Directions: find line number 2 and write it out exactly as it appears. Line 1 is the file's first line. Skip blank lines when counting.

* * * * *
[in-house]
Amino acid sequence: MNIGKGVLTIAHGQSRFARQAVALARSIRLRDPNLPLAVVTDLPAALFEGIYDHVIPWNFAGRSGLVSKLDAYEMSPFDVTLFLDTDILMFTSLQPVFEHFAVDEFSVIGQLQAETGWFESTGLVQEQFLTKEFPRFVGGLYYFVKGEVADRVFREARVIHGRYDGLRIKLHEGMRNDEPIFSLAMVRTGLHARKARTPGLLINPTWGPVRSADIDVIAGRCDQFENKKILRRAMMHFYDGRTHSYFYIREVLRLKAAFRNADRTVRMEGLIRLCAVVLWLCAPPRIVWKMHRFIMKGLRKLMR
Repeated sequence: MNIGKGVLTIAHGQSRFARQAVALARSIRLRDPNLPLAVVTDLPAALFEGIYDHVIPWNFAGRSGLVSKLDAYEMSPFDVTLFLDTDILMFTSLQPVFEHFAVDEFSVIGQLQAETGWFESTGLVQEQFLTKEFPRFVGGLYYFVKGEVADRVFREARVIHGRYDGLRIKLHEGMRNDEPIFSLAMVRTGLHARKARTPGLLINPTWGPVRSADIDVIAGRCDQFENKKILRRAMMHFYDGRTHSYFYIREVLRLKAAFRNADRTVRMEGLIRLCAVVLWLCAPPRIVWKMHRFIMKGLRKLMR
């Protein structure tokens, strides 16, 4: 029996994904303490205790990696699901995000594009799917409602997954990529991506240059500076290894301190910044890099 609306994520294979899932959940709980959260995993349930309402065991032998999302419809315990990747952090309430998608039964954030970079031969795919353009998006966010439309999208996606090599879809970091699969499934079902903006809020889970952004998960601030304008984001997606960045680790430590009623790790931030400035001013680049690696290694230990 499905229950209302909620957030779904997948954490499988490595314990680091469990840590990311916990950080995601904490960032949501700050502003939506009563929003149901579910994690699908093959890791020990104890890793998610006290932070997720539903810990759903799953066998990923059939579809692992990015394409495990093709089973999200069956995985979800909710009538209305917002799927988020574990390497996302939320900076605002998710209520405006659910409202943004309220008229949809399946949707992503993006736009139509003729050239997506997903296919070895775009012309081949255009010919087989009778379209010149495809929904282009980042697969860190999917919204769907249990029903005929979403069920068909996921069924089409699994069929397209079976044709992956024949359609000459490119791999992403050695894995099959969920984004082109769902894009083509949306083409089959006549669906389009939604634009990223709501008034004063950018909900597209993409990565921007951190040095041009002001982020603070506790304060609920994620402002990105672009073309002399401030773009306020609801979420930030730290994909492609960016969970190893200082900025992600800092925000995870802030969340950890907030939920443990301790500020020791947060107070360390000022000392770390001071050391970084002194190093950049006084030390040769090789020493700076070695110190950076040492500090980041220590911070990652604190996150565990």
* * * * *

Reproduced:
Amino acid sequence: MNIGKGVLTIAHGQSRFARQAVALARSIRLRDPNLPLAVVTDLPAALFEGIYDHVIPWNFAGRSGLVSKLDAYEMSPFDVTLFLDTDILMFTSLQPVFEHFAVDEFSVIGQLQAETGWFESTGLVQEQFLTKEFPRFVGGLYYFVKGEVADRVFREARVIHGRYDGLRIKLHEGMRNDEPIFSLAMVRTGLHARKARTPGLLINPTWGPVRSADIDVIAGRCDQFENKKILRRAMMHFYDGRTHSYFYIREVLRLKAAFRNADRTVRMEGLIRLCAVVLWLCAPPRIVWKMHRFIMKGLRKLMR